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  1. #1
    andrewmoodie's Avatar
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    Spray Adhesive & Fibre Based Paper

    I'm going to be putting together a temporary portfolio of pictures (all around the size 9.5 x 12 inches) going onto A3 card that will go into plastic sleeves. The prints I've got were all dried on a flat dryer and are a bit warped but nothing serious. Will a thorough blast of spray adhesive on the back and a couple of telephone books pressing it down give a print a good good flat mount? Or should I loosen the prints up first with a mild go of a steam iron? Any hints will be welcome.

  2. #2
    geraldatwork's Avatar
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    My first suggestion would be to try to get access to a dry mount press. You said temporary portfolio so I assume you know the spray mounting method is not archival. That said, the spray process should work for you. If I recall correctly I used the spray adhesive process about 35 years ago when I was a student and wanted to flat mount my fiber prints for school projects. Just read the directions and experiment with a print you don't care about first. Experiment with spraying the print then mounting and the board then mounting see which works best. Always start with one edge and work to wards the opposite side so you have less chance of air bubbles It should work fine and hold flat for a reasonable amount of time. I think mine held for at least a few years.

  3. #3

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    Do you find the dry mount press gives a flat FB print? (haven't seen a dmp in action).

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    geraldatwork's Avatar
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    I think flat is a relative word. I dry my prints after final wash in a canvas dryer and the result is a basically flat print with sometimes a slight curl at the edges. Not sure if people would consider this flat or not. Certainly not as flat as RC prints. Since I dry mount my prints to archival board there is no need for me to flatten the prints further before final mounting.

  5. #5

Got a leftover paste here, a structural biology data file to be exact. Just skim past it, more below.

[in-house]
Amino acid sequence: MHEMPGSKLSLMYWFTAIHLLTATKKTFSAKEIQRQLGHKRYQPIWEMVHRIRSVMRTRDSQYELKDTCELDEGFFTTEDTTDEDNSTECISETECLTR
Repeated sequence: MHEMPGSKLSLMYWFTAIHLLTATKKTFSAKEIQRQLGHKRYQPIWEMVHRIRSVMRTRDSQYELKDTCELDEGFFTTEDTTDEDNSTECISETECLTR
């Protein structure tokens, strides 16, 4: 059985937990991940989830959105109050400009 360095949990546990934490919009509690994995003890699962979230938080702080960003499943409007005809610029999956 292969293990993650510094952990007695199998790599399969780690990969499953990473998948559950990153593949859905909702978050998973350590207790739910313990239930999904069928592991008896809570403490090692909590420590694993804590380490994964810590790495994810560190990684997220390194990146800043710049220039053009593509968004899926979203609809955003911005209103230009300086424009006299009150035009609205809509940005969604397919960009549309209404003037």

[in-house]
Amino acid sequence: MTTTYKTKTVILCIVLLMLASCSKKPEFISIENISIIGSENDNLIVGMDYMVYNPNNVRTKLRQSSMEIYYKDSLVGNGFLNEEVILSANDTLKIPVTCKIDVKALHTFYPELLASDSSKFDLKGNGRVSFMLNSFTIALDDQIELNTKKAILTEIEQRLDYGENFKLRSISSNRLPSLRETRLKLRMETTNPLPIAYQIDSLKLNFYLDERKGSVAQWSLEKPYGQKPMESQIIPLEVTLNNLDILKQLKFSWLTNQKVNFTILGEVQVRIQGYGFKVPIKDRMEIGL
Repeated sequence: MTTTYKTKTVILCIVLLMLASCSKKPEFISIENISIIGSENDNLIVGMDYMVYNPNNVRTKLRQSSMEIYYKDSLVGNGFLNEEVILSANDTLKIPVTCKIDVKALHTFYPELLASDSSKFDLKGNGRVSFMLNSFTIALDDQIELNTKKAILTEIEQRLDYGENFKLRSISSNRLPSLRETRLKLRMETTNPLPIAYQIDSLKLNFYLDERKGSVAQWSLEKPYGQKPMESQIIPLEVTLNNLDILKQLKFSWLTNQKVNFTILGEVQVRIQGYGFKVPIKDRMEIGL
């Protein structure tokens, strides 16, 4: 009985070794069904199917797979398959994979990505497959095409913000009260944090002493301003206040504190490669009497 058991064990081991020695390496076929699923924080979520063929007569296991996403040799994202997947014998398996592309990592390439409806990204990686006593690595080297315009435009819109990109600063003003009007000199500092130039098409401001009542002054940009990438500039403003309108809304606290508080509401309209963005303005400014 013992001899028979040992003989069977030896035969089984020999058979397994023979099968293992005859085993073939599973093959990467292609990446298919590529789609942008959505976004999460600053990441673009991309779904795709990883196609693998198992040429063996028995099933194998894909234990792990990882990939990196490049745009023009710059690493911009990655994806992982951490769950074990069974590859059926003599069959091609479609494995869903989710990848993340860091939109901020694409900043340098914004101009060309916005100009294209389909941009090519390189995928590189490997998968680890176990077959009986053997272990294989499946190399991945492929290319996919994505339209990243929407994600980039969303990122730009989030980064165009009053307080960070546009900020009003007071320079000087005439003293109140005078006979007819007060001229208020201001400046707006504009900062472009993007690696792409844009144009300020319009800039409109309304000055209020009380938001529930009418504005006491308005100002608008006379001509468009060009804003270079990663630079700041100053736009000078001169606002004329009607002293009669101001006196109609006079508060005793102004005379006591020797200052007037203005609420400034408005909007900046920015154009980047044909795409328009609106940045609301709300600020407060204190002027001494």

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    Quote Originally Posted by geraldatwork
    I think flat is a relative word. I dry my prints after final wash in a canvas dryer and the result is a basically flat print with sometimes a slight curl at the edges. Not sure if people would consider this flat or not. Certainly not as flat as RC prints. Since I dry mount my prints to archival board there is no need for me to flatten the prints further before final mounting.
    Thanks Gerald. I think I know the result you get drying your FB prints. Pardon the ignorance, but does the dry mount actually adhere the print to the archival board? Wondering if you lose the slight undulating surface of the print in the process. regards, John.

  6. #6
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    If you be sure and cook the mount board a while in the press to dry it out you will usually get very good flatness, thicker board is more prone to be flatter too.

    You have to be sure the print and mount have no particles adhering or risk having some uniqueness in the topography of your print.

    The drymount uses a hotglue impregnated tissue to adhere the print to the mount surface. It's a nice clean process unlike spraymount, which has a tendency to go places you'd rather it not be.
    Gary Beasley

  7. #7
    geraldatwork's Avatar
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    John, I think Gary answered your question perfectly. I was patient and looked for a DMP for a while on ebay. I picked up a lower end Seal unit for around $150 or so and the shipping was only another $30. My best darkroom investment. Without getting into a discussion if dry mounting is totally archival, as opinions differ, I don't think many will argue that a dry mounted print looks best.

    The next day after a printing session I find it easy to just trim the better prints and dry mount them in the optical center of a larger board. They make a great simple presentation that way. If later on I want to make a more formal presentation I just cut a mat over the previously mounted print.

  8. #8

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    Sounds really good. Does it give an archival result as well?

    edit: oops think you got in before me Gerald and answered the question



 

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